Sunday, March 1, 2015

The Dress as Epistemological Symbol

Evangelists are educators. Converts are evangelists. That's pretty self-evident to someone who actually chooses the Faith for reasons other than marriage, friends, music or political preferences. I became Catholic because I was convinced it was the truth - it was the Church that carried on Christ's teaching, that embodied His power (somehow), and that was historically linked to Him. Since I didn't really get the sacraments and the idea of grace at the time, it was the first and third factors that meant the most to me as a seventeen-year-old.

As for the first, it wasn't that the Church had the truth of God bound up in handy and assimilable creedal statements (sure it did, but that wasn't so important to me) as much as it was the right philosophical school for knowledge of God. It's one things to look at the truth, it's quite something more to understand it and have it transform you. I still believe this and live my life accordingly. Thus, I am always a little cynical when I hear someone implying that all the Church's problems would be solved with good catechesis. Sure, that'd help, but not do more than help.

The problem is, someone like me will always be frustrated by what I would call 'Socrates' Problem.' The fact is, nobody but Socrates really cares about the truth like Socrates does. (I fell in love with philosophy via Plato, and so that's why I call it this.) No one will love the truth as deeply, consider it more imperative for action, consider it less a simple matter (ever consider it exhaustible).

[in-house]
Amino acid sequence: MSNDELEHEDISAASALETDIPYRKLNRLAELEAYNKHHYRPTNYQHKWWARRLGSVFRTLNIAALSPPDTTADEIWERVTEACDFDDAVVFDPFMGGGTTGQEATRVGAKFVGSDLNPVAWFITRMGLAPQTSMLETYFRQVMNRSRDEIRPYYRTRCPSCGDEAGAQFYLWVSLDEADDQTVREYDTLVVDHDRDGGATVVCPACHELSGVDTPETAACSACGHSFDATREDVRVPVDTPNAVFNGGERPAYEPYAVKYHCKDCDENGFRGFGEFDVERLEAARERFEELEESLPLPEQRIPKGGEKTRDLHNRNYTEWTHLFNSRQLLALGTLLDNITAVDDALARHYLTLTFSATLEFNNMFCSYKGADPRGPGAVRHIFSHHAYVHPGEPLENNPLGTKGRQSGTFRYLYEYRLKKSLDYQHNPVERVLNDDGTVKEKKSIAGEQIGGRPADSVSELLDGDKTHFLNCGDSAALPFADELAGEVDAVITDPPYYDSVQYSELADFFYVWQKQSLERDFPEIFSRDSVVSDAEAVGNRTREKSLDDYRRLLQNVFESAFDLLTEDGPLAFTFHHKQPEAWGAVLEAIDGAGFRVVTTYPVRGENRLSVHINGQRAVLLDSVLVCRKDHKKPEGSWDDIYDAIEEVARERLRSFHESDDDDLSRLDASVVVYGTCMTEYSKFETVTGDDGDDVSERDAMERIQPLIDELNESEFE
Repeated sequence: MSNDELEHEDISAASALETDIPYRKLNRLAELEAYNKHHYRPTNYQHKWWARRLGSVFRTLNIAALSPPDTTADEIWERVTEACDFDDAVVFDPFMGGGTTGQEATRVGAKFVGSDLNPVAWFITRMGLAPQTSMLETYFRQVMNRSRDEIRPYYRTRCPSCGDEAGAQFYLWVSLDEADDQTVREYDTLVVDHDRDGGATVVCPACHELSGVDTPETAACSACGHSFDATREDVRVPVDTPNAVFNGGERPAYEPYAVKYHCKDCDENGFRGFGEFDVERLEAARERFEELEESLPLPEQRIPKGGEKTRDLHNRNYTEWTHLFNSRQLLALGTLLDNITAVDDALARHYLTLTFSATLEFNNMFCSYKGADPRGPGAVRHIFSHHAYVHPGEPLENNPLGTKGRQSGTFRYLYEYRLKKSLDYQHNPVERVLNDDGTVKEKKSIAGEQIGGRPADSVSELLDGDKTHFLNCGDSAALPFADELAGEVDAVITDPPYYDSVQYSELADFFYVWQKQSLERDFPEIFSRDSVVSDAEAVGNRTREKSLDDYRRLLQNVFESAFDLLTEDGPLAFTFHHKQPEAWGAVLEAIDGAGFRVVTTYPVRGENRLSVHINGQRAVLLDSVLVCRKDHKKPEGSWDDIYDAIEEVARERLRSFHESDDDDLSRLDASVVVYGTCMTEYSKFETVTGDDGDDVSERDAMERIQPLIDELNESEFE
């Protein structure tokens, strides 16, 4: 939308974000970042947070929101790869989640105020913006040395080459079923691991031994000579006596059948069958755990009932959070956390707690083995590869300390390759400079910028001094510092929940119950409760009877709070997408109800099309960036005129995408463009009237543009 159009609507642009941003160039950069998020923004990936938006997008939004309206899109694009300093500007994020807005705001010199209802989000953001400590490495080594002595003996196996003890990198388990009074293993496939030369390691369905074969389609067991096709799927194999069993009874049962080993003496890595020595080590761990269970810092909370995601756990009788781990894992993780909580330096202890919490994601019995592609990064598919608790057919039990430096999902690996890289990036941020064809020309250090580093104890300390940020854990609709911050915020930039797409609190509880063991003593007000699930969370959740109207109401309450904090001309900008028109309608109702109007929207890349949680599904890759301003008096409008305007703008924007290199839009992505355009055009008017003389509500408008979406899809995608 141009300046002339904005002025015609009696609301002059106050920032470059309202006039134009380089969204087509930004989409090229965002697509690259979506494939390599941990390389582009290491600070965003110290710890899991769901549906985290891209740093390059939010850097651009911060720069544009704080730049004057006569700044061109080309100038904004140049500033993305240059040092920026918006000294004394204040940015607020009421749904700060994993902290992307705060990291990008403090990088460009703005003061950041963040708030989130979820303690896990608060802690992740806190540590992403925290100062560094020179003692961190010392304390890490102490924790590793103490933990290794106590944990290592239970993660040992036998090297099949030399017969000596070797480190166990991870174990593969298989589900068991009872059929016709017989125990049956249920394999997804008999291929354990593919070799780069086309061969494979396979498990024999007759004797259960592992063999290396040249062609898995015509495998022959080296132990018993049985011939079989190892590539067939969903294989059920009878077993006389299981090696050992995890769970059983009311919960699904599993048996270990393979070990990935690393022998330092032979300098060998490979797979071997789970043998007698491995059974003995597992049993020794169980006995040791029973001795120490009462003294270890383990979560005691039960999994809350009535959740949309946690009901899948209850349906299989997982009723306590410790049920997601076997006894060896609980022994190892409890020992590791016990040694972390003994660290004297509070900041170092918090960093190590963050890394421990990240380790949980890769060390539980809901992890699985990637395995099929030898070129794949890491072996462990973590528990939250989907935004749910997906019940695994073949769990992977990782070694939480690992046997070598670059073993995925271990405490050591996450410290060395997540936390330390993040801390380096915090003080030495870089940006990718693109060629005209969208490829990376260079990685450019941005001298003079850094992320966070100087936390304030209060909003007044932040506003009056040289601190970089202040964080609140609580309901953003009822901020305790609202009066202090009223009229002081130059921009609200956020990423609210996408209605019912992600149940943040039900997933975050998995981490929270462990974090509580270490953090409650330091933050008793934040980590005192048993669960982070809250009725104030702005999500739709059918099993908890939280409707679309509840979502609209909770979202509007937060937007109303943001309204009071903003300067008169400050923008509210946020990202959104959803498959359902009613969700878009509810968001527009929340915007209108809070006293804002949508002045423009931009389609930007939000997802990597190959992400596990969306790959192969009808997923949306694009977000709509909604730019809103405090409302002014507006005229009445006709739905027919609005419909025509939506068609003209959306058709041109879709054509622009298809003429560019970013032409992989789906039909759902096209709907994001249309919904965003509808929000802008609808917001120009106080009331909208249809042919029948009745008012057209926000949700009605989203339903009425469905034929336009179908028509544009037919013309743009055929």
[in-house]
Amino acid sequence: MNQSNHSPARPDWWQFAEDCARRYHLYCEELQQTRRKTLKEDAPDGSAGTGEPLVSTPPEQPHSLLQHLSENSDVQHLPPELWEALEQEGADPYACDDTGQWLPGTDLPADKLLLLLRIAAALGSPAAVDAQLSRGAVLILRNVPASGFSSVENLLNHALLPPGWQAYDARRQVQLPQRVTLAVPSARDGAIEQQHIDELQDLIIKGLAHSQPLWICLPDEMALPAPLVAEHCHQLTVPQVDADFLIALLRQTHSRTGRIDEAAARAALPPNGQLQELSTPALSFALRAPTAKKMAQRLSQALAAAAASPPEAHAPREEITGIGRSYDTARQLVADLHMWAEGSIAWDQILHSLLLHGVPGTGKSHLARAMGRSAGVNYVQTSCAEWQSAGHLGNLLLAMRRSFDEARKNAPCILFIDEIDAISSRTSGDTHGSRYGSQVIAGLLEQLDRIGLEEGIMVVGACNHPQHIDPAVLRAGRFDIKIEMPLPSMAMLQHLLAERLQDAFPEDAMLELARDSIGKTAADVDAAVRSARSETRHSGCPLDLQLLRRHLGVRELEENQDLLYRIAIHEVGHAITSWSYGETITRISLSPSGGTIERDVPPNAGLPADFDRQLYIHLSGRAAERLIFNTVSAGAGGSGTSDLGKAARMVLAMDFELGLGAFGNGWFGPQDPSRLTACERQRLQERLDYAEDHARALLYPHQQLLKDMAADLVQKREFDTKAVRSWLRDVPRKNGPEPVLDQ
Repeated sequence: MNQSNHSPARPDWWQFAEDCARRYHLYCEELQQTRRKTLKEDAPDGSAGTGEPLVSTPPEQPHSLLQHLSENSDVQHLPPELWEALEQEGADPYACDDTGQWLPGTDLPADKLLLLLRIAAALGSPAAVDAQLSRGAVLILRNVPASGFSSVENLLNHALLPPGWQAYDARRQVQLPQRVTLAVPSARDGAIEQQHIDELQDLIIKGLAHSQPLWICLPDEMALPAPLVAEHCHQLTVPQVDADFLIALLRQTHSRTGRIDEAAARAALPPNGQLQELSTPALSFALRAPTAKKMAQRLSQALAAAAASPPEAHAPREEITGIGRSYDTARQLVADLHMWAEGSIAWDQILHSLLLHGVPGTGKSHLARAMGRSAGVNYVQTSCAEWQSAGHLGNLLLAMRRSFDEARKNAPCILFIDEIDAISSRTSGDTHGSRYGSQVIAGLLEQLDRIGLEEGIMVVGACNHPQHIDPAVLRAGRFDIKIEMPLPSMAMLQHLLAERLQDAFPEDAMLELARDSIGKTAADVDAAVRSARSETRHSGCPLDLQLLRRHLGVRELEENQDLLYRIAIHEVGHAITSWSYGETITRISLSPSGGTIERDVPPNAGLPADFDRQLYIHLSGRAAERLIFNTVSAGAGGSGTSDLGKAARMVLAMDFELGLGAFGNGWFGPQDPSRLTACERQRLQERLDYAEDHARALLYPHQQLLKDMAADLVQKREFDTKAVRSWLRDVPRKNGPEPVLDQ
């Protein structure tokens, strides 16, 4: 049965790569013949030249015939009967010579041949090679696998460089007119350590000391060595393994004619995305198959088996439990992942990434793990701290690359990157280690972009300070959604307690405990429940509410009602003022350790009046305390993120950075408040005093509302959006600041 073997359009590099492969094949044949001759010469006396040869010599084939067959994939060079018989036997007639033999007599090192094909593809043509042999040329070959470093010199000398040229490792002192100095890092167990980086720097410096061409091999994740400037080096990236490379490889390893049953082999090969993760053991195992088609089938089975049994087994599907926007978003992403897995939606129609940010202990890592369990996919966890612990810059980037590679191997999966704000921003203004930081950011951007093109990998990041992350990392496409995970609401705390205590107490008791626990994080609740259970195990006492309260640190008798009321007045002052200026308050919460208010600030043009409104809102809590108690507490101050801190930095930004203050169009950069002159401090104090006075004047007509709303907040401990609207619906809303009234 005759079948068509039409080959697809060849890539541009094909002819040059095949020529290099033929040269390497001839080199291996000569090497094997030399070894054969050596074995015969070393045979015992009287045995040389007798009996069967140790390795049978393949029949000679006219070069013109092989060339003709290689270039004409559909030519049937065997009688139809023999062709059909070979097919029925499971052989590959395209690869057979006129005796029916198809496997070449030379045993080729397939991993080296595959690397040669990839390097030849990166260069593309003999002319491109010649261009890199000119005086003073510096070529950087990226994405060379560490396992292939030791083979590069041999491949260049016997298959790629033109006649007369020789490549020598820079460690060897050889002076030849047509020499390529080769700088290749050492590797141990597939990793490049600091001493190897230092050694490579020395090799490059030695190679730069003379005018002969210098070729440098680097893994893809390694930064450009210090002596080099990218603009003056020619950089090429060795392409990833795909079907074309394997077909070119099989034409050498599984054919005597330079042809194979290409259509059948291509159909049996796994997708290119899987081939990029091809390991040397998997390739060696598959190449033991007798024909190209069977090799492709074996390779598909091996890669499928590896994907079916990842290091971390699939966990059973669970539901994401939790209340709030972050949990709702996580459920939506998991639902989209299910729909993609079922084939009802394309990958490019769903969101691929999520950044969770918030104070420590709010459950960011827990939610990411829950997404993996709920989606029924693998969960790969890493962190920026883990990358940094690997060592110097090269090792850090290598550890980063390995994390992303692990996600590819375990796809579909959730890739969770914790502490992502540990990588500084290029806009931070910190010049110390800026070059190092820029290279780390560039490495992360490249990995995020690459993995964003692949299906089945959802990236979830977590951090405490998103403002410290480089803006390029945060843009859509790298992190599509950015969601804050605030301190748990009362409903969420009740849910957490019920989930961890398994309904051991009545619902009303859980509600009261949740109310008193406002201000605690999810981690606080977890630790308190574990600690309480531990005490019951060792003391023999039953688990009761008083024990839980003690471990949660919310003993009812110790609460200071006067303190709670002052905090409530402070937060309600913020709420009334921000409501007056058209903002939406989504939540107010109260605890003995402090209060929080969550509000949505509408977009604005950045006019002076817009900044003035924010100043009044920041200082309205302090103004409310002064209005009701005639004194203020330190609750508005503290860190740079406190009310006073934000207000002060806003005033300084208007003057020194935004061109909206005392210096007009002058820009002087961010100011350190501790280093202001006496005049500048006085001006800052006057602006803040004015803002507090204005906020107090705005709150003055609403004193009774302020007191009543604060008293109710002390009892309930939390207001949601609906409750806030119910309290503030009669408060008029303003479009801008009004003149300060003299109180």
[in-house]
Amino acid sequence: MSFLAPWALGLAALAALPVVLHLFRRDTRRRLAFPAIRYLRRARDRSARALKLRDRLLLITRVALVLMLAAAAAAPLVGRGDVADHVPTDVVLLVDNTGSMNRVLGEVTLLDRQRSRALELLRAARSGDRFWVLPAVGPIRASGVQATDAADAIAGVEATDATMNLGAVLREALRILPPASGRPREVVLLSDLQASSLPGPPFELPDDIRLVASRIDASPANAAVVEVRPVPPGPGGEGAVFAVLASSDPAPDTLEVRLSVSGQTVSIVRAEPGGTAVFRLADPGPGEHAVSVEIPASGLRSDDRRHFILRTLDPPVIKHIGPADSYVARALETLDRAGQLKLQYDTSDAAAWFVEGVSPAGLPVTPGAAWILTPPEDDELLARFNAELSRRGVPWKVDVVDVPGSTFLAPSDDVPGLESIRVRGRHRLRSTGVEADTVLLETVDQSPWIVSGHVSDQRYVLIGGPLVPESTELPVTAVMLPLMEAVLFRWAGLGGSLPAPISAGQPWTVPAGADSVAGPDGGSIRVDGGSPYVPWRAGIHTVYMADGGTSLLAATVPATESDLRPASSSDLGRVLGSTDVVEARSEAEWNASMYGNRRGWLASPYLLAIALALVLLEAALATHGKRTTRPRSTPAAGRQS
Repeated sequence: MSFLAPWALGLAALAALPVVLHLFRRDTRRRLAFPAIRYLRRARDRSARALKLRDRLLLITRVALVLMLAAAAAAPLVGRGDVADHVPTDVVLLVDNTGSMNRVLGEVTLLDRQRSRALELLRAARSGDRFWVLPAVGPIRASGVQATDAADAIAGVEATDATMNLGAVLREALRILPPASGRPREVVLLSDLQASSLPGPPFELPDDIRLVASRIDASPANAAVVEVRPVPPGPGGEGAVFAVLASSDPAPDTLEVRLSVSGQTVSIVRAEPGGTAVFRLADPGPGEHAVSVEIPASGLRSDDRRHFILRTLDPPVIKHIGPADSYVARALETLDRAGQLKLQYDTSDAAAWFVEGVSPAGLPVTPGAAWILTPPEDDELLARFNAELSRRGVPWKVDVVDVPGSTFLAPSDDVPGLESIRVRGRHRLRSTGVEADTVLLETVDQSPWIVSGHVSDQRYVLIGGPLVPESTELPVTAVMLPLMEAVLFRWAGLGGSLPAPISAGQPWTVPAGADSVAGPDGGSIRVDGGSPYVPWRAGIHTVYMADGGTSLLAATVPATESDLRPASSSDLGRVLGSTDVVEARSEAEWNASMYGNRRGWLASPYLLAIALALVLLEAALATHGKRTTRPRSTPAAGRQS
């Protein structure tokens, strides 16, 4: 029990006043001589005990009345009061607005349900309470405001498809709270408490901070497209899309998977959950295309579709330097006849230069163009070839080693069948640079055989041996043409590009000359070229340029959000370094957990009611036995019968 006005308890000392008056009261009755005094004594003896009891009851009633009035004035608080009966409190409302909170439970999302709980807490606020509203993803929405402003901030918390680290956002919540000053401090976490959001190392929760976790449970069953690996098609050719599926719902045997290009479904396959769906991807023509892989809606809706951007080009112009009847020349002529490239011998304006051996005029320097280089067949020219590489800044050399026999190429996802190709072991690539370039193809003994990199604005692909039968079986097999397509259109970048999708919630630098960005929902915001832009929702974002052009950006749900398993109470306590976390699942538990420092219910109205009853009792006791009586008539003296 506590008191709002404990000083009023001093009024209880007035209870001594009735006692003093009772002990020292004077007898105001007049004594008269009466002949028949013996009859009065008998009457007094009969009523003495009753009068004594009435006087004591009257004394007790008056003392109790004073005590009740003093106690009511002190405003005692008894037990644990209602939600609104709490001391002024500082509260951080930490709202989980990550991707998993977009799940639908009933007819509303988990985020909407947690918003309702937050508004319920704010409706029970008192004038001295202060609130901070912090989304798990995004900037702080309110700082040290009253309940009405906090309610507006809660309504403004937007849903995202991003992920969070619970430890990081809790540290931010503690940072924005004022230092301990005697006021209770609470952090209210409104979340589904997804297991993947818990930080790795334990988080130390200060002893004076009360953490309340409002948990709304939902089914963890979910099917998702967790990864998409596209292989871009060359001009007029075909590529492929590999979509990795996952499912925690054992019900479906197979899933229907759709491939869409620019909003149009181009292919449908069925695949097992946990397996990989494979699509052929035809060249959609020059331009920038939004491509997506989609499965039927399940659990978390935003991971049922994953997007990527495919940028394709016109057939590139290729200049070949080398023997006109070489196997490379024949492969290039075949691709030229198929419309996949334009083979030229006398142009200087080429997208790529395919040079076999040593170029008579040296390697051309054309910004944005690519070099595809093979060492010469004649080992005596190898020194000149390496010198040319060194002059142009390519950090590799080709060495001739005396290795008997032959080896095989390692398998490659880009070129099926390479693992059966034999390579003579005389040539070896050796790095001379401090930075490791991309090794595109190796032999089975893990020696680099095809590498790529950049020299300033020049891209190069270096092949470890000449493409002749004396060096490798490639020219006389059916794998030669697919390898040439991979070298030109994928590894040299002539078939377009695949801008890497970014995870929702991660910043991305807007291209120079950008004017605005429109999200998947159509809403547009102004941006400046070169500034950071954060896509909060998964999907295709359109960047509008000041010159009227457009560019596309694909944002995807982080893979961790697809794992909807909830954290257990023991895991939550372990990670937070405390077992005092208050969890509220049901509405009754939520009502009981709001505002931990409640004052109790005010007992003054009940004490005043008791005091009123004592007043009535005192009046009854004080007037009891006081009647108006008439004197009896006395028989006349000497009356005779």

Politics is all about thought-control today. It wasn't always this way. It used to be about money, simply. There were times when it was simply about pedigree. There were times when it used to be simply about martial valor. ISIS is living in the past by trying to return it to martial valor. Sure, they have more valor than Obama, but so too do most soccer moms.

You can't read an article without noticing that it's all about perception and control of ideas. The ultimate victory of Wynne and her ilk is to change education to favor her kind of ideology. In the US they fight over how American history is taught.

Even in the Church we obsess over education. I don't have a problem with this per se. What I have a problem with is the totalitarian framework we have adopted from secular society (who in turn got it from the Marxists, who in turn got it from the Enlightenment). Globalism, totalism, programs, policies. This mindset is not only an assault on communities, families and the individual, it is an assault on the Holy Spirit, who likes to work in the hearts of individuals.

Adopting this mindset is a knee-jerk reaction to the enemies of the Faith who think this way, both the secular ones and the heterodox ones.

Everyone thinks big and that is hubris in a nutshell.

"Let's get NFP taught in every parish."

"Let's get the Baltimore Catechism in every home."

"Let's have a statement on x, y, or z."

I started reading a book on the Ressourcement Movement last night and they thought this way too: "Let's return to the sources, everyone..." All my theological heroes of the 20th century were Ressourcement people, but they had their flaws too: there was almost an inevitability in its fulfillment in Vatican II's universalism. Thus, they deserved to be blamed for it bad effects too. Ratzinger, DeLubac, etc, discovered this a bit too late and they tried to reverse things, but it was too late for sober second thought.

We moderns don't have the humility for this.